IGR will assist FMRI doctors to enhance their expertise and knowledge on the latest treatment options available for blood cancers like multiple myeloma and lymphomas. The institute plans to offer training courses by experts from France who have extensive experience treating cancer patients.

How is lymphoma diagnosed:

Your doctor will look for symptoms that suggest lymphoma, which is usually the sign of infection that is not getting better with time. Other symptoms include swelling in the arms or legs and joint pain.

You may have blood tests to check your white blood cell count, which can be high when you have lymphoma. You may also have a biopsy in which samples of tumor tissue are removed from your body so they can be looked at under a microscope. This is often done when doctors cannot decide whether the symptoms are caused by lymphoma or another condition, such as an infection.

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how bad is lymphoma cancer:

Lymphoma is a type of cancer that starts in white blood cells called lymphocytes. When it begins in the “B-cell” form, this type is often more aggressive than other types.

The fact that cells with B-cell origin are often found at the late stage of other lymphomas (and only rarely at the early stage) has led to diagnoses of late-onset diseases (such as DLBCL).

Though the initial stages are usually not fatal if treatment has begun, most people eventually die because they failed to seek medical attention on time or were unable to find an effective treatment for their condition.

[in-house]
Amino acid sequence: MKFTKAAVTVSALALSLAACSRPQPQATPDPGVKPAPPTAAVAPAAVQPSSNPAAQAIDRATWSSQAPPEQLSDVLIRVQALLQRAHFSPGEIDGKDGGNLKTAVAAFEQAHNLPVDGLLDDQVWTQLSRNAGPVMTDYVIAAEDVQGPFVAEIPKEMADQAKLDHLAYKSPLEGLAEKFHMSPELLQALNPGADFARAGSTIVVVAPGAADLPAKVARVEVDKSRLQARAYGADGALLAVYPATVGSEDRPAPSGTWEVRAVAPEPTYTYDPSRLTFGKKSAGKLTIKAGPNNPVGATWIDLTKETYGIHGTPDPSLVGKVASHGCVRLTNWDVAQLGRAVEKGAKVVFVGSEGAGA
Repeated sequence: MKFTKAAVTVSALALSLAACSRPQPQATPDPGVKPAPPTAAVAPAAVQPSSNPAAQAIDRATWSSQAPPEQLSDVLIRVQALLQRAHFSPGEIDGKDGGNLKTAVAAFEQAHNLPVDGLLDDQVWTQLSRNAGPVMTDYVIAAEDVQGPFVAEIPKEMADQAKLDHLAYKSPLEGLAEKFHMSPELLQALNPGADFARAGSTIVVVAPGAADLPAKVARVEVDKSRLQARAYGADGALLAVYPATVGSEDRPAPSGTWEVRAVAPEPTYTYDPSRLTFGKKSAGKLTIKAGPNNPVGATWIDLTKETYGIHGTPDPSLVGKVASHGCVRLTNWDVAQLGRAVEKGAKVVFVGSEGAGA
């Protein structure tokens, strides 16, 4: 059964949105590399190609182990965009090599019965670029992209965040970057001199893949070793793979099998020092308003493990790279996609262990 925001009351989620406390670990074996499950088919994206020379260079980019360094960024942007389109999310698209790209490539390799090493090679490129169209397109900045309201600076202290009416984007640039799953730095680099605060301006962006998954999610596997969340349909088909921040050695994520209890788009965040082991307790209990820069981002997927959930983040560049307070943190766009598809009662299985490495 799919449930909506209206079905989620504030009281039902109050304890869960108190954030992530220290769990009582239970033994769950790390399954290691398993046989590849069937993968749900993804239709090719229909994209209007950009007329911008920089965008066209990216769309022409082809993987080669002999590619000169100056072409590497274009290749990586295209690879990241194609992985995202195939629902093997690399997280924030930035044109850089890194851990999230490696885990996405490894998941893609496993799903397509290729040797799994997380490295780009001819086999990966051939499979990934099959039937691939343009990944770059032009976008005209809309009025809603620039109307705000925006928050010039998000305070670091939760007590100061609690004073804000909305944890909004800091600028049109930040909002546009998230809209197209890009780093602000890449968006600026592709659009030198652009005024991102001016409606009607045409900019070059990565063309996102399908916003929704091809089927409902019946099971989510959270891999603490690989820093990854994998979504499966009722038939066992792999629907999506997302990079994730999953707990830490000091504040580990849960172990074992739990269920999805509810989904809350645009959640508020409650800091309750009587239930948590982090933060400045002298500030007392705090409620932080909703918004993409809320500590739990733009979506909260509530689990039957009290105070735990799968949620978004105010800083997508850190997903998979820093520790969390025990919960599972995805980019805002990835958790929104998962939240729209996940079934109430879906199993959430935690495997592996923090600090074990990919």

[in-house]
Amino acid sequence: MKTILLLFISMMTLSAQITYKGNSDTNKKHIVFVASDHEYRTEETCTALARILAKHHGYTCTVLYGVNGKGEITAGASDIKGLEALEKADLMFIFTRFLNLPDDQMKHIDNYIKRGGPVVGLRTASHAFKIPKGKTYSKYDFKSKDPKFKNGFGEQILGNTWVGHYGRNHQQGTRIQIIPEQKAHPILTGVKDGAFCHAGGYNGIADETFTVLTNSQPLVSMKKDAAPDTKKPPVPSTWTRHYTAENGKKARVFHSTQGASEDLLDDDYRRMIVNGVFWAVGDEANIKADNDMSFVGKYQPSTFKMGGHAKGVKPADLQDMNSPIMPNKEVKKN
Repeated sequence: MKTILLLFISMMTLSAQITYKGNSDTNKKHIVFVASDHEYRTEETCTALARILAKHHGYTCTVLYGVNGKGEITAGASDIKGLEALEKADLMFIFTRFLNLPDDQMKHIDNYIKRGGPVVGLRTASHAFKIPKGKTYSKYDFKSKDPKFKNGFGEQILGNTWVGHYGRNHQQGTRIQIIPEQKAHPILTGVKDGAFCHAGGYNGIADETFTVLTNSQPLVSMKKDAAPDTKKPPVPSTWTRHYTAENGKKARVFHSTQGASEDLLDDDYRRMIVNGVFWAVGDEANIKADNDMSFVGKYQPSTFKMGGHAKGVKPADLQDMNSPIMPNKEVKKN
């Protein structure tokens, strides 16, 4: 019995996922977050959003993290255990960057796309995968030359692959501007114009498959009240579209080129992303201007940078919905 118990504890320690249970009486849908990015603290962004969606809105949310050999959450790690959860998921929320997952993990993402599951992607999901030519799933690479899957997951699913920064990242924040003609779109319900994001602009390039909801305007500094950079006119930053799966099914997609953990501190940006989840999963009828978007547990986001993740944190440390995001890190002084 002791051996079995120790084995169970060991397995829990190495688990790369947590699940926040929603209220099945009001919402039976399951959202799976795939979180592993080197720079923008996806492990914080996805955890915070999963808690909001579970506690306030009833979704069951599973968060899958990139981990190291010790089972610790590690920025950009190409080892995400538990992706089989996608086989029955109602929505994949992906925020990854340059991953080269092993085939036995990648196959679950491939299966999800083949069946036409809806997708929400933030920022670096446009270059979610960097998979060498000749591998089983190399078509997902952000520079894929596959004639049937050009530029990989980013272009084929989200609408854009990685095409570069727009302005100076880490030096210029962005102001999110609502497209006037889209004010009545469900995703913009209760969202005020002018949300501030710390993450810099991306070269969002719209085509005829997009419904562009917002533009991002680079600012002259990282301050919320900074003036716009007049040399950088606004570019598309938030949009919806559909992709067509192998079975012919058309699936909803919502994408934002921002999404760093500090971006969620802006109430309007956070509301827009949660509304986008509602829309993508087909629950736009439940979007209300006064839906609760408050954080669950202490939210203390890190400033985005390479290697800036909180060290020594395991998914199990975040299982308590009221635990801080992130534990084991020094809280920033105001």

symptoms of lymphoma in females:

One in every three women with Non-Hodgkin lymphoma (NHL) is younger than 50, and the disease occurs in six times more women than men. The most common types of NHL among females are diffuse large B-cell lymphoma (DLBCL), follicular center cell (FCC) NHL, marginal zone lymphoma (MZL), mantle cell lymphoma (MCL), Waldenström macroglobulinemia, and chronic lymphocytic leukemia/small lymphocytic leukemia (CLL/SLL). CLL/SLL is treated differently from the other types because it may not cause symptoms early on.

DLBCL represents 60 to 70 percent of all female NHL cases and is the most common form of lymphoma. This type can be a slow-growing or fast-growing cancer, depending on your age, medical history, the risk for other diseases, and other factors. One to three out of four patients with this disease will have an aggressive form that grows quickly.

The symptoms often include night sweats, fatigue (tiredness), weight loss, an enlarged spleen, or swollen abdomen. Most women are diagnosed when they are in their fifties but younger women are also susceptible to this threat to their health since it can hit anyone at any point in time.